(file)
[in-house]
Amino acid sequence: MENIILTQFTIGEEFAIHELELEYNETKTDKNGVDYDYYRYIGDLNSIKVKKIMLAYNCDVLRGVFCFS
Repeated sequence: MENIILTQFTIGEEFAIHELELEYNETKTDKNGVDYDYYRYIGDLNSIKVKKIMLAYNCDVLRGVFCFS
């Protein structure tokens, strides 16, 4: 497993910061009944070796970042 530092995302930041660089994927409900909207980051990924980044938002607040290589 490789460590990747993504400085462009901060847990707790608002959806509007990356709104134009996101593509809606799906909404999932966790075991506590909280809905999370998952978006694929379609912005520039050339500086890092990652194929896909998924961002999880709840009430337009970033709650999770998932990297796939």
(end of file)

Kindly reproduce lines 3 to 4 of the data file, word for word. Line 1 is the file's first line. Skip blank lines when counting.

Repeated sequence: MENIILTQFTIGEEFAIHELELEYNETKTDKNGVDYDYYRYIGDLNSIKVKKIMLAYNCDVLRGVFCFS
């Protein structure tokens, strides 16, 4: 497993910061009944070796970042 530092995302930041660089994927409900909207980051990924980044938002607040290589 490789460590990747993504400085462009901060847990707790608002959806509007990356709104134009996101593509809606799906909404999932966790075991506590909280809905999370998952978006694929379609912005520039050339500086890092990652194929896909998924961002999880709840009430337009970033709650999770998932990297796939």